Last edited 08 Jan 2021

Fresh air


The term ‘fresh air’ is commonly used to refer to air that is outside (or from outside) a building or enclosed space, as opposed to that which is inside. In order to ensure a good supply of fresh air, buildings need to be properly ventilated. Sometimes air that is not fresh is referred to as 'stale air'.

The provision of fresh air in a building is important to occupantswellbeing and has several benefits, including:

  • Increasing oxygen availability and removing carbon dioxide.
  • Maintaining a comfortable temperature.
  • Enabling optimum brain functioning, increasing energy levels and improving concentration.
  • Diluting and removing odours.
  • Helping to moderate internal humidity.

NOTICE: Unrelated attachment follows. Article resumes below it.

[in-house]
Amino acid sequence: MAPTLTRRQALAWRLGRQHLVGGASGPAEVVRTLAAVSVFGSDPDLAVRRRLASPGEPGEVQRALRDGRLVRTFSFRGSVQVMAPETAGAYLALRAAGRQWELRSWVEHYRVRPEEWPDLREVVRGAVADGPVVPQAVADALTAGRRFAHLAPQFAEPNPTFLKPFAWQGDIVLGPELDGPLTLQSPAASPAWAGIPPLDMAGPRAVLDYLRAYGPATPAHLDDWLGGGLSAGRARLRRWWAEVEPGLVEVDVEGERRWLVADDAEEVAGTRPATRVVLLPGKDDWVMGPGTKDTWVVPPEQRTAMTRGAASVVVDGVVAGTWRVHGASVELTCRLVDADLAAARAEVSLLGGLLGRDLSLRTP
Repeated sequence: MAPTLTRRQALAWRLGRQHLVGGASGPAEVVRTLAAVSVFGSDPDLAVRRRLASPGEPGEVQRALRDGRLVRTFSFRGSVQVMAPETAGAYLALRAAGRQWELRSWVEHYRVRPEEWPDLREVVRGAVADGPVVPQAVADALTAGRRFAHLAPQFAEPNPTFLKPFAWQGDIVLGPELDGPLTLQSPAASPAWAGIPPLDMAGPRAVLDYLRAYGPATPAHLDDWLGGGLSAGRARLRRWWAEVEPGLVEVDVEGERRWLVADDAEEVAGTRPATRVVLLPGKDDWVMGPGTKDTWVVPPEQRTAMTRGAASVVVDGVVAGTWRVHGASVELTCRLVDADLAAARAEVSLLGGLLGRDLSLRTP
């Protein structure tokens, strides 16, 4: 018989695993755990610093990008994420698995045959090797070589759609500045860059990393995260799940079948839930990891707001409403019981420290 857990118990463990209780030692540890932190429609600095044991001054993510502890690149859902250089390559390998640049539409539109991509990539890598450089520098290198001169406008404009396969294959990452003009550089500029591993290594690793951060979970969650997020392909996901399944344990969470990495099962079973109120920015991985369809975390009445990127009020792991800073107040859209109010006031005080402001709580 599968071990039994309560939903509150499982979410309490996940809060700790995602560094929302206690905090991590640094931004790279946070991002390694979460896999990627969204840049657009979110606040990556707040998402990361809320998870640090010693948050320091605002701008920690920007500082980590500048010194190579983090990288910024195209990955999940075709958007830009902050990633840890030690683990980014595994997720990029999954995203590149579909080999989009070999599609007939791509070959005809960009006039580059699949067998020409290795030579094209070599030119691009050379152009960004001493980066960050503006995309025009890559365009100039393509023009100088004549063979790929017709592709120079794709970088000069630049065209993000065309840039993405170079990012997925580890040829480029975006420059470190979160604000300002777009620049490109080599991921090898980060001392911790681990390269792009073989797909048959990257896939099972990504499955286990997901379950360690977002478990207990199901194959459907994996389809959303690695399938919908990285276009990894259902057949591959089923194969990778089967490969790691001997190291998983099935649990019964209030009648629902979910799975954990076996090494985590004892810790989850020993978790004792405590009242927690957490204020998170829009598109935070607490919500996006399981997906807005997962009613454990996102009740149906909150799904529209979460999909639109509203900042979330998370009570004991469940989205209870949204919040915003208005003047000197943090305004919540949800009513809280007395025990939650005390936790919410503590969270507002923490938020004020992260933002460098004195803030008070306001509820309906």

• Reducing the accumulation of moisture, bacteria, dust, smoke and other contaminants.

Insufficient fresh air can result in occupants feeling tired, experiencing headaches, irritated eyes, and so on.

The Workplace (Health, Safety and Welfare) Regulations 1992 require that an employer does what is needed to make sure that every enclosed workplace is ventilated by a sufficient quantity of fresh or purified air. It states that the fresh air supply rate should not normally fall below 5-8 litres per second, per occupant. The appropriate rate should be decided by several factors, such as the amount of floor space per occupant, the work activity, possible sources of airborne hazards, and so on.

For more information see: Ventilation.

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